Im Focus: Etching Microstructures with Lasers

Ultrafast lasers have introduced new possibilities in engraving ultrafine structures, and scientists are now also investigating how to use them to etch microstructures into thin glass. There are possible applications in analytics (lab on a chip) and especially in electronics and the consumer sector, where great interest has been shown.

This new method was born of a surprising phenomenon: irradiating glass in a particular way with an ultrafast laser has the effect of making the glass up to a...

Im Focus: Light-driven atomic rotations excite magnetic waves

Terahertz excitation of selected crystal vibrations leads to an effective magnetic field that drives coherent spin motion

Controlling functional properties by light is one of the grand goals in modern condensed matter physics and materials science. A new study now demonstrates how...

Im Focus: New 3-D wiring technique brings scalable quantum computers closer to reality

Researchers from the Institute for Quantum Computing (IQC) at the University of Waterloo led the development of a new extensible wiring technique capable of controlling superconducting quantum bits, representing a significant step towards to the realization of a scalable quantum computer.

"The quantum socket is a wiring method that uses three-dimensional wires based on spring-loaded pins to address individual qubits," said Jeremy Béjanin, a PhD...

Im Focus: Scientists develop a semiconductor nanocomposite material that moves in response to light

In a paper in Scientific Reports, a research team at Worcester Polytechnic Institute describes a novel light-activated phenomenon that could become the basis for applications as diverse as microscopic robotic grippers and more efficient solar cells.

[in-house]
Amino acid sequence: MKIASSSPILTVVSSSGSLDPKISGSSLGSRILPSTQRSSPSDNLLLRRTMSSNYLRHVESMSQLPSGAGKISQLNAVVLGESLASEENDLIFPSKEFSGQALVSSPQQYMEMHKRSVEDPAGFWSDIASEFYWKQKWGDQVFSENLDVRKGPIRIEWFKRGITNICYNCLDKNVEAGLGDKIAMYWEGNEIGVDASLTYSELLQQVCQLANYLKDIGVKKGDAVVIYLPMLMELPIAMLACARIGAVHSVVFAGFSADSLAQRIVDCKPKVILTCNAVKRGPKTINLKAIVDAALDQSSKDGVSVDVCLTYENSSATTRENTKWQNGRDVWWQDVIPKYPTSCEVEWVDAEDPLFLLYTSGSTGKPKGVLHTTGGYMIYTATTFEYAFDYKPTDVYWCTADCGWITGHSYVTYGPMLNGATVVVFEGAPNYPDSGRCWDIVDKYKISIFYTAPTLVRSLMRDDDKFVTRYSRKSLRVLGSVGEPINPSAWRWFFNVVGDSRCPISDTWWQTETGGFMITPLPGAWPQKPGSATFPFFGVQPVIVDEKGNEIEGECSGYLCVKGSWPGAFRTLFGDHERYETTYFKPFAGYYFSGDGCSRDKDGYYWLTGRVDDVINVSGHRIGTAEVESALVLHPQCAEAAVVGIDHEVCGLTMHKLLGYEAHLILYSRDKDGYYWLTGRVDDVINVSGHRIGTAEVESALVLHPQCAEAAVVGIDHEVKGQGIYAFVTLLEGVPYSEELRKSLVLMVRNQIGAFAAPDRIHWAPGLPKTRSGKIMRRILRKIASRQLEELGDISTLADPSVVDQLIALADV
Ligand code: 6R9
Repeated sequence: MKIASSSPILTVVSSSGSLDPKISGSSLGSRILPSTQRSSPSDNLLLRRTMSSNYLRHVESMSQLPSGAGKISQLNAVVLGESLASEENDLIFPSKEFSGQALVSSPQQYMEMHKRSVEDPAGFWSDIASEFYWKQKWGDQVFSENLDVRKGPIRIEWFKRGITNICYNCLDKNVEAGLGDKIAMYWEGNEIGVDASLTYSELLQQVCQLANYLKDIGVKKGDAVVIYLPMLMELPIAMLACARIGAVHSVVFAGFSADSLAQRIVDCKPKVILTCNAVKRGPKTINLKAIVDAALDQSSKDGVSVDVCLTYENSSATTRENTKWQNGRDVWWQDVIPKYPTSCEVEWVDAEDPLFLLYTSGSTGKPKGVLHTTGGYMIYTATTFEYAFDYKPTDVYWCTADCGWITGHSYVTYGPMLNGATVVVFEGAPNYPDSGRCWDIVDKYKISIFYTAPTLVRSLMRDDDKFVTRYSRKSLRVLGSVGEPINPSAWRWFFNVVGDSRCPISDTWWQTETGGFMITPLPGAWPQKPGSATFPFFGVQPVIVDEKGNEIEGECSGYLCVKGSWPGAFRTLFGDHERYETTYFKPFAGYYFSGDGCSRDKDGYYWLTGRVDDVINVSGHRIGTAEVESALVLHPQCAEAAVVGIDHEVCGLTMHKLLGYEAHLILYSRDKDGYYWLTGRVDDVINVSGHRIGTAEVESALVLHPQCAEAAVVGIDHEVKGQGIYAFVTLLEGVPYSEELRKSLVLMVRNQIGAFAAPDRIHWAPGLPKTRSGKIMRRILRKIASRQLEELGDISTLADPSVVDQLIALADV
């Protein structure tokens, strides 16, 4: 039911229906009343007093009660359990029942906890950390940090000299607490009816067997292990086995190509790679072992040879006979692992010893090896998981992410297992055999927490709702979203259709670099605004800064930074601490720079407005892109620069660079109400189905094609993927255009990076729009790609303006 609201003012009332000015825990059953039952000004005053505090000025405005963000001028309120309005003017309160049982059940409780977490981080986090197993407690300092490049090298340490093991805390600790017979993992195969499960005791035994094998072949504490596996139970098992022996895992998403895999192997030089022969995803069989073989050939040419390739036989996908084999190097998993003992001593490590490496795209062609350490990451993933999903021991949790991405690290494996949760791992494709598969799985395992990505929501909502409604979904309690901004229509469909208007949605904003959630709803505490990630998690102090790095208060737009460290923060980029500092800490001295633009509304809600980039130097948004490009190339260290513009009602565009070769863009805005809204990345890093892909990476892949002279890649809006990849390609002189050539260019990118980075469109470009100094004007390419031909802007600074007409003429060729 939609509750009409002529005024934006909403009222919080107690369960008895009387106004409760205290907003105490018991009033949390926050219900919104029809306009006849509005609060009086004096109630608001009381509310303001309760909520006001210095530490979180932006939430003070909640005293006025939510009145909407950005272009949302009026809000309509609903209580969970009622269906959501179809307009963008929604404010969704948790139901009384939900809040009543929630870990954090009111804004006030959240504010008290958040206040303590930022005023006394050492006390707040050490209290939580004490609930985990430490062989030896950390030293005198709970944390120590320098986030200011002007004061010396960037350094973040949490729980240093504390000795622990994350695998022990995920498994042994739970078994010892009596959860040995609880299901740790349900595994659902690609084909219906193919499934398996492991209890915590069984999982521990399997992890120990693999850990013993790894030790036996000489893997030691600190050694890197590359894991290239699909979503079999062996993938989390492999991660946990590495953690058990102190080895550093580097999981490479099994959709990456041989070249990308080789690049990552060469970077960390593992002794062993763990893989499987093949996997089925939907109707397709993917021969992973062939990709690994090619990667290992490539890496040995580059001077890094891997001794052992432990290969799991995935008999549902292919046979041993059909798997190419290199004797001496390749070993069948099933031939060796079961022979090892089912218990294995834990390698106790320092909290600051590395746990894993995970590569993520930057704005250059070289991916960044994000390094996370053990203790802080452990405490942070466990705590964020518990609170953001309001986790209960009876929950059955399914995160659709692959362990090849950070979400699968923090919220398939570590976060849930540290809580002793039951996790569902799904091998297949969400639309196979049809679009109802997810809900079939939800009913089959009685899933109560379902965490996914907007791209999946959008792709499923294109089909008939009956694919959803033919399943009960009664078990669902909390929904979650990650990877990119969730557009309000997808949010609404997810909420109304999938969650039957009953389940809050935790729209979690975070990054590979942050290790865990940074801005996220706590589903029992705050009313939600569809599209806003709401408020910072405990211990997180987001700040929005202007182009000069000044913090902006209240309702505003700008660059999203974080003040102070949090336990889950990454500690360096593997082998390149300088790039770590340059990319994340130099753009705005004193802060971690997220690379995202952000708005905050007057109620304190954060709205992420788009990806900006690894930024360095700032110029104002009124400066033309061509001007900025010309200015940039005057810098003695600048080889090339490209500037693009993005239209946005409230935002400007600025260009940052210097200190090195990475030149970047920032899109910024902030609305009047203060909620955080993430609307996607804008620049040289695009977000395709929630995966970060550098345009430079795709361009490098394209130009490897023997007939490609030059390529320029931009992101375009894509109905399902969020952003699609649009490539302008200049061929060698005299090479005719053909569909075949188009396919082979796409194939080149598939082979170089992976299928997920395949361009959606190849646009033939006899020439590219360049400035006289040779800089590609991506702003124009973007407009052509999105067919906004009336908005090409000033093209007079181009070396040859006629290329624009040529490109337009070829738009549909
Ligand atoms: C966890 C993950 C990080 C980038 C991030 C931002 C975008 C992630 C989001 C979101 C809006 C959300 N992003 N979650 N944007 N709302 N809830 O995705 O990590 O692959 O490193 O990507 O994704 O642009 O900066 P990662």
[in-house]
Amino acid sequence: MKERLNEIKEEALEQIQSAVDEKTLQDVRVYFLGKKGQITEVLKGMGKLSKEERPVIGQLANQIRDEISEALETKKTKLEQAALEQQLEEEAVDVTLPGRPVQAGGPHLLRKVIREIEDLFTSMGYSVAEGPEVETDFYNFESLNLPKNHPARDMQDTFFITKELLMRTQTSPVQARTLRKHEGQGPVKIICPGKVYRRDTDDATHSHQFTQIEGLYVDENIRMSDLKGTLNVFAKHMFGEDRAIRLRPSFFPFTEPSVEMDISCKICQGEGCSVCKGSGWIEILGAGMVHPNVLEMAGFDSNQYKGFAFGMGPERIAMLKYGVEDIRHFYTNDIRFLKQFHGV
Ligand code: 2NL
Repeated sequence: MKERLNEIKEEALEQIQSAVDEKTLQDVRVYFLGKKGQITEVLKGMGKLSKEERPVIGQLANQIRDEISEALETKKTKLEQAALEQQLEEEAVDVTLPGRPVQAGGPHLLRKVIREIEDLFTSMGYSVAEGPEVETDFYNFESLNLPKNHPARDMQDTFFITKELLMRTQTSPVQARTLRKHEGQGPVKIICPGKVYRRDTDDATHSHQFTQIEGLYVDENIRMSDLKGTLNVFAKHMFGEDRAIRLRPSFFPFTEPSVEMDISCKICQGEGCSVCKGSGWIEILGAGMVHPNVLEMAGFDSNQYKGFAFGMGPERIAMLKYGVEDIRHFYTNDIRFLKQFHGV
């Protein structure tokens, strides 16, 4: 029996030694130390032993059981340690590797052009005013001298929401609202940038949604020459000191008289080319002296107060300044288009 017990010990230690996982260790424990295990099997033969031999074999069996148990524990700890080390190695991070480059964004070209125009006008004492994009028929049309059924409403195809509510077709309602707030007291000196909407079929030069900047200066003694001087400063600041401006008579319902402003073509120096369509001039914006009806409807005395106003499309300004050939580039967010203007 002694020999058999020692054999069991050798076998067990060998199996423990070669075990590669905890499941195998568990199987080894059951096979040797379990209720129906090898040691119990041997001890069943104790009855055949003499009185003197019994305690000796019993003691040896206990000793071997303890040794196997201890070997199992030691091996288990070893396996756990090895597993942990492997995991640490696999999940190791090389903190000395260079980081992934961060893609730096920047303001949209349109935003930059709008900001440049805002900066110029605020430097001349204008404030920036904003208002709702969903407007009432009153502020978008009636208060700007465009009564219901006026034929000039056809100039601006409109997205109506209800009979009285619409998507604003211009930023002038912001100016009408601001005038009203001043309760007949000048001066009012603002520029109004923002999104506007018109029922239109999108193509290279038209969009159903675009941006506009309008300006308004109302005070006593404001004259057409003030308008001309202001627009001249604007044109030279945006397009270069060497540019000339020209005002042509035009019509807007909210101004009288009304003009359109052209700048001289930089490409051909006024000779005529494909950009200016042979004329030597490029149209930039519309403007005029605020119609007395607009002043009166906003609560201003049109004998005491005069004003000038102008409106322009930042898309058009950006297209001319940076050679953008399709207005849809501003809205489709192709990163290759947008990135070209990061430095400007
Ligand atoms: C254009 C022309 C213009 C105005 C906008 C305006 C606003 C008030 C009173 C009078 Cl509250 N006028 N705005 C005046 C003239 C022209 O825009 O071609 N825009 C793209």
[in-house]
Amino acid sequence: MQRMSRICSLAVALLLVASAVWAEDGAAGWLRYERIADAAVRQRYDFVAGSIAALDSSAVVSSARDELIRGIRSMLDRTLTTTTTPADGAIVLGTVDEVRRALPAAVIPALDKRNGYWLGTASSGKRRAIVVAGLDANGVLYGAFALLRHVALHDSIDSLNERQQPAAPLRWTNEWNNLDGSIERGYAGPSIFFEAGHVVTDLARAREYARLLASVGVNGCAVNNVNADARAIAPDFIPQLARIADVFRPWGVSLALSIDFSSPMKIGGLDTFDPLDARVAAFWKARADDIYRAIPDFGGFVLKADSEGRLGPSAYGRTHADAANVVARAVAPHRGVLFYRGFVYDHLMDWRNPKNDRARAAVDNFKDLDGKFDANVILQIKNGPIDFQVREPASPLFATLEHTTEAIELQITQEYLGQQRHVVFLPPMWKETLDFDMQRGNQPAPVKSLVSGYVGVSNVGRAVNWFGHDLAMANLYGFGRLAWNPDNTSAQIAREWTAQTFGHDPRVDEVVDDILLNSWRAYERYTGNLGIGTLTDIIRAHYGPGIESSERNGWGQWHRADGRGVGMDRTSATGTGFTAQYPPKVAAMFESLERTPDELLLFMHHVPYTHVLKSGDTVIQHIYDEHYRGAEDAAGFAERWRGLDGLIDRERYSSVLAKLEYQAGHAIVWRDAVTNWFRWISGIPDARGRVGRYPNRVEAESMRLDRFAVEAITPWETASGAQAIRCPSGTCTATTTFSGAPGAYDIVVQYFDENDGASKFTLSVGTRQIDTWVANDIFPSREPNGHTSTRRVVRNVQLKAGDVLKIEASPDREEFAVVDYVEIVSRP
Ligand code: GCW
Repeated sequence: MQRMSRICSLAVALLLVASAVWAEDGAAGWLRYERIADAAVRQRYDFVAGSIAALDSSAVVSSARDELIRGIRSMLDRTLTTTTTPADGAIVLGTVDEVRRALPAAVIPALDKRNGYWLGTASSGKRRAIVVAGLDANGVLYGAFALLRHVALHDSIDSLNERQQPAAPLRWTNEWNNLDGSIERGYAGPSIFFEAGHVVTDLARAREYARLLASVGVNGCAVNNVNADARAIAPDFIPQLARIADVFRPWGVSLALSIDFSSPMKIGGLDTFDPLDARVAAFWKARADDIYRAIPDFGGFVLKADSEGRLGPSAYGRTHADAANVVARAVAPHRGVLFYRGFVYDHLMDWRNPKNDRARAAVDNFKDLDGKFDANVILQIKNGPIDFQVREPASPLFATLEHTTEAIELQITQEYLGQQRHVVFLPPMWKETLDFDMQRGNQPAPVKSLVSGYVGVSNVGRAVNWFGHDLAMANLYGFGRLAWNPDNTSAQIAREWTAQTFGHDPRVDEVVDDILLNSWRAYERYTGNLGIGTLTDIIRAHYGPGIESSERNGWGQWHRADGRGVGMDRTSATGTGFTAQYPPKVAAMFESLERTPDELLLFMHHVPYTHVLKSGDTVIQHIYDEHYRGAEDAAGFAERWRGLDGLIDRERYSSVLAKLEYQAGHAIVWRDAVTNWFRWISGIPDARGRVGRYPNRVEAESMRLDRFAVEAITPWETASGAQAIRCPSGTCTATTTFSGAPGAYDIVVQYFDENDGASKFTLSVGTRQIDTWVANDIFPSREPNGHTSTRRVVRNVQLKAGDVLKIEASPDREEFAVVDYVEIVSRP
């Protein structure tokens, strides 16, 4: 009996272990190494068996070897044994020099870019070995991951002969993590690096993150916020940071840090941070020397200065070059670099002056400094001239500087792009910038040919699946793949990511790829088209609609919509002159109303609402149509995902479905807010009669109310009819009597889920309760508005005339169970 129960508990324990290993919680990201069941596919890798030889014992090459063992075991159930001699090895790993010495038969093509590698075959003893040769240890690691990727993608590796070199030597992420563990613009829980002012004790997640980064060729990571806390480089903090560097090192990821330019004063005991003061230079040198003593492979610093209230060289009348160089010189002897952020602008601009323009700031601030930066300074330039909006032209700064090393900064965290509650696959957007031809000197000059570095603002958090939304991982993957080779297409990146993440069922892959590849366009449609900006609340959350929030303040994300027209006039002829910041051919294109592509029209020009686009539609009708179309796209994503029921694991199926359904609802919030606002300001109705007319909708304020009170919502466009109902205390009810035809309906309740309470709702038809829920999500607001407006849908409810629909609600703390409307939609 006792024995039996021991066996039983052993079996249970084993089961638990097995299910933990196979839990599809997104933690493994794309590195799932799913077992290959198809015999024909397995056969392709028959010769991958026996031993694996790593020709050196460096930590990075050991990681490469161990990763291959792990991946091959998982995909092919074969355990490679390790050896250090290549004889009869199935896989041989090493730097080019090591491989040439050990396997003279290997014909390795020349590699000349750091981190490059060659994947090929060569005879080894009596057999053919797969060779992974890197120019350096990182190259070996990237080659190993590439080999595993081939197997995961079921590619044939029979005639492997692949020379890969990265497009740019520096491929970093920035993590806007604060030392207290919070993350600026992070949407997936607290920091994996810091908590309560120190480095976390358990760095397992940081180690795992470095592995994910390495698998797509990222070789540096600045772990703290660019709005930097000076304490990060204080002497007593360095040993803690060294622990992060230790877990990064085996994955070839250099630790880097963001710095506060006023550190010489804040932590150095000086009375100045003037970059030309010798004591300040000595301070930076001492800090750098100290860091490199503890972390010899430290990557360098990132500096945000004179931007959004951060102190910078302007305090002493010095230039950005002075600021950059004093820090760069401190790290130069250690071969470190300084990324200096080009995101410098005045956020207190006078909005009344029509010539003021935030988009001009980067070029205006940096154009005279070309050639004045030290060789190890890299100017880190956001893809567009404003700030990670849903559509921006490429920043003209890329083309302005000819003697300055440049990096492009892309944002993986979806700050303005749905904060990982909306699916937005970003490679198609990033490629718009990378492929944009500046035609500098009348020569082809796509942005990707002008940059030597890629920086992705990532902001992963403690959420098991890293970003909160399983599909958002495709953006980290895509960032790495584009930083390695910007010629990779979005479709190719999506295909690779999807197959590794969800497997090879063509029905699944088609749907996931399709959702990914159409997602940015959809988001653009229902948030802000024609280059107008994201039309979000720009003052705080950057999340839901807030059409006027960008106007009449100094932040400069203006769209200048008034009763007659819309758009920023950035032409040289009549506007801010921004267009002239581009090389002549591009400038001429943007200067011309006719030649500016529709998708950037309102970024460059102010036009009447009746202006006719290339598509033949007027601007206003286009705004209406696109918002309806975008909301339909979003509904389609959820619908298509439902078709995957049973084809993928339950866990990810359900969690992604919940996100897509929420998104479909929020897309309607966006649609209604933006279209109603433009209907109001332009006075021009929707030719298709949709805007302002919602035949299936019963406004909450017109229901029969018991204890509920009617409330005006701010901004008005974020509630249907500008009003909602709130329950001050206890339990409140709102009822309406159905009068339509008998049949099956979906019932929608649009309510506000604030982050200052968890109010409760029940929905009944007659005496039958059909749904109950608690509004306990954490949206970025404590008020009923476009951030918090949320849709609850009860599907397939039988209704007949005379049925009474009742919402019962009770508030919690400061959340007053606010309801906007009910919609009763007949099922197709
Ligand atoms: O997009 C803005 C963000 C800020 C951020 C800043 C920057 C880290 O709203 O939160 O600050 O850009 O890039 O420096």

A research team at Worcester Polytechnic Institute (WPI) has developed a revolutionary, light-activated semiconductor nanocomposite material that can be used...

Im Focus: Diamonds aren't forever: Sandia, Harvard team create first quantum computer bridge

By forcefully embedding two silicon atoms in a diamond matrix, Sandia researchers have demonstrated for the first time on a single chip all the components needed to create a quantum bridge to link quantum computers together.

"People have already built small quantum computers," says Sandia researcher Ryan Camacho. "Maybe the first useful one won't be a single giant quantum computer...

All Focus news of the innovation-report >>>



Event News

#IC2S2: When Social Science meets Computer Science - GESIS will host the IC2S2 conference 2017

14.10.2016 | Event News

Agricultural Trade Developments and Potentials in Central Asia and the South Caucasus

14.10.2016 | Event News

World Health Summit – Day Three: A Call to Action

12.10.2016 | Event News

Latest News

How nanoscience will improve our health and lives in the coming years

27.10.2016 | Materials Sciences

OU-led team discovers rare, newborn tri-star system using ALMA

27.10.2016 | Physics and Astronomy

'Neighbor maps' reveal the genome's 3-D shape

27.10.2016 | Life Sciences

More VideoLinks >>>